Even though they can still be caught in the winter, catfish metabolism will slow down considerably in during the cold months. As a result, they’ll often seek out the warmest water, which is found in the deepest hole in the lake. Furthermore, chances are, when you find one catfish, you’ll several more, all sticking close humps, rock piles, or wood at the bottom of these deep holes.
Just like in the summer, winter cats tend to be most active at night. Dawn and dusk are good, but if you can stay out until an hour or two after sunset, the rewards will be plentiful. When it’s dark, glow-in-the-dark baits and jigs are the way to go.
Smaller baits tend to be more productive, even with big catfish, so it’s smart to stick with live bait, like fathead minnows, juvenile chubs, or a few waxworms threaded onto a tiny teardrop-style jig. Drop your jig down to the bottom and work it aggressively, which will stir up sediment and start a feeding frenzy when you’re on the fish.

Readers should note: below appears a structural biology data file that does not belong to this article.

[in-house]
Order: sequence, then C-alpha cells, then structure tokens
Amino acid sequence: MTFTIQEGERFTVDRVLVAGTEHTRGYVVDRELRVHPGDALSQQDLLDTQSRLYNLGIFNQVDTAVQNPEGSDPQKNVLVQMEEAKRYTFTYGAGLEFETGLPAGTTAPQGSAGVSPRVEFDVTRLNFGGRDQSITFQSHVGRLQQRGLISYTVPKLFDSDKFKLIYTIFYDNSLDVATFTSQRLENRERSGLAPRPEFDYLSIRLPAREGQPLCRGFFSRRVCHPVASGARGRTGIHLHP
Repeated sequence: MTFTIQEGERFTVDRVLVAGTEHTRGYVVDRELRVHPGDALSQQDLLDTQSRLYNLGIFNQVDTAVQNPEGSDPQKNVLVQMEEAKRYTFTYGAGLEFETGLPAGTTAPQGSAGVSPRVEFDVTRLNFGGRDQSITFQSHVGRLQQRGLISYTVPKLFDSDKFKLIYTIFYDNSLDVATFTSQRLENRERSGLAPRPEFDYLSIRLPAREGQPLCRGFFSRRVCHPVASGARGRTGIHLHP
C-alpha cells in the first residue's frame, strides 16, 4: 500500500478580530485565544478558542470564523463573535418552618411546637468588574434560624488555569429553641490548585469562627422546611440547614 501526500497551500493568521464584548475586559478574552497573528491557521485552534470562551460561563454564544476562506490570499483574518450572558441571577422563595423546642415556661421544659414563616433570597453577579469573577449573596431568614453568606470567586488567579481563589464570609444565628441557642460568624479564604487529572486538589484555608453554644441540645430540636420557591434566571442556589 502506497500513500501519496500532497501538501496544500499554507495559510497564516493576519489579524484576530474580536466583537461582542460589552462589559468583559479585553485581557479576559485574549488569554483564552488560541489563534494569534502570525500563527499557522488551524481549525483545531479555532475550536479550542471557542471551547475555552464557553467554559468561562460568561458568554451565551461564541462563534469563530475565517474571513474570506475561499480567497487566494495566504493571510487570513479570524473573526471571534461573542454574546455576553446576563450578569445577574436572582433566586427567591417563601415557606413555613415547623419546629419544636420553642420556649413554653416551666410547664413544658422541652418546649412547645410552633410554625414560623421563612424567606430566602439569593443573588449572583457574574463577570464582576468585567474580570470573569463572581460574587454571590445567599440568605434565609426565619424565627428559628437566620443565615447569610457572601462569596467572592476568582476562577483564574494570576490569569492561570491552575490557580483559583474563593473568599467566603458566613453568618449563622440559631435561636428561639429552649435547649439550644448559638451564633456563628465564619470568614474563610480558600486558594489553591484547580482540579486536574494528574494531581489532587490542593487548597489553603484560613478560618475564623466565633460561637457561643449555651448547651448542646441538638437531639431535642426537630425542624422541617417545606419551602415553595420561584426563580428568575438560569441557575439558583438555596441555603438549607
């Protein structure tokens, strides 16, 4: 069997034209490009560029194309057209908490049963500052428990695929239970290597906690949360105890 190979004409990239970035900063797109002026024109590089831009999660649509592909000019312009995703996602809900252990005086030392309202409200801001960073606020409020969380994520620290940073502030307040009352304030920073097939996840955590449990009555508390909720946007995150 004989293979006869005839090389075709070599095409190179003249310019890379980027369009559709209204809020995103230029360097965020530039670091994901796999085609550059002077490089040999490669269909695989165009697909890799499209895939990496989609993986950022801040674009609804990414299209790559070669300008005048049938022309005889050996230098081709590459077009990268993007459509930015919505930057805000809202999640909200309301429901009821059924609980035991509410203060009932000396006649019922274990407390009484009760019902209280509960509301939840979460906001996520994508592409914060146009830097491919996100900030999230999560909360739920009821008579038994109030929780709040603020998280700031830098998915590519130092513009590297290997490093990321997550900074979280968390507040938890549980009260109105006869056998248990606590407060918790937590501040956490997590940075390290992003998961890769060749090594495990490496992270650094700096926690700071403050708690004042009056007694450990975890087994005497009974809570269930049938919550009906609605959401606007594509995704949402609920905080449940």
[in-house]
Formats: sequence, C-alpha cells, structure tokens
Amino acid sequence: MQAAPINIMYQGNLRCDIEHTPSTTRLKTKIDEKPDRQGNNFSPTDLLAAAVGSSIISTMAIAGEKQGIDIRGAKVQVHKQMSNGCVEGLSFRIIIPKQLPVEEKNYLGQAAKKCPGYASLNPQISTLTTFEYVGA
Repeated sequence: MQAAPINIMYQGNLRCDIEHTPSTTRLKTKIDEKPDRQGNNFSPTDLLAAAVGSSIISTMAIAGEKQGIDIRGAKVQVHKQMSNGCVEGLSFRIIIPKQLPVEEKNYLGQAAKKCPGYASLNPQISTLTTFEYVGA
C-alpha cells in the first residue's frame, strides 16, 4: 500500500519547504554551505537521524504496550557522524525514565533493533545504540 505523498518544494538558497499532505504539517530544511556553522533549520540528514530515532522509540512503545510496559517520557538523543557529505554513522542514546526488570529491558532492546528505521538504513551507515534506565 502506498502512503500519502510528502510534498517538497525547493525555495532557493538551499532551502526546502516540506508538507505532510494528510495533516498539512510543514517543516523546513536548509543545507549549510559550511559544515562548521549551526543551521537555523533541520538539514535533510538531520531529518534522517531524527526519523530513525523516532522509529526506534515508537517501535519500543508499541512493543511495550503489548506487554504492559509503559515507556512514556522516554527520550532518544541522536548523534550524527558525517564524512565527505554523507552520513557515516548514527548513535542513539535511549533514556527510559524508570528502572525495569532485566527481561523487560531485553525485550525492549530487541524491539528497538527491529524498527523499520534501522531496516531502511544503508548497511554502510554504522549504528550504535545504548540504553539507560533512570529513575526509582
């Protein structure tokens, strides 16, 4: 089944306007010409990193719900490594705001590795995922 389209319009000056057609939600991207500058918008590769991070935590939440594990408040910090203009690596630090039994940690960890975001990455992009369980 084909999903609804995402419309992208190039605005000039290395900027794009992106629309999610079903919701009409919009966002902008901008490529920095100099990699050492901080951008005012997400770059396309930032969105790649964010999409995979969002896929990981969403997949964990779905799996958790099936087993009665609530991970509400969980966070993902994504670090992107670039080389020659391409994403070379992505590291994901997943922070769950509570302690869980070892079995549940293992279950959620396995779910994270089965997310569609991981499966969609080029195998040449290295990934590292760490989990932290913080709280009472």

While catfish hooked on an ultralight combo are fun to fight, their energy, strength, and your need to work the fish up through the hole in the ice means a stronger rod may be necessary. For this, you’ll need to leave the lightweight rods at home and step up to a longer, medium-action stick to wrench big cats through the ice.
Keep these helpful hints in mind if you want to pull a bounty of delicious catfish through the ice this winter. Also, be sure to keep visiting Live Outdoors for more ice fishing tips to help you during the cold season!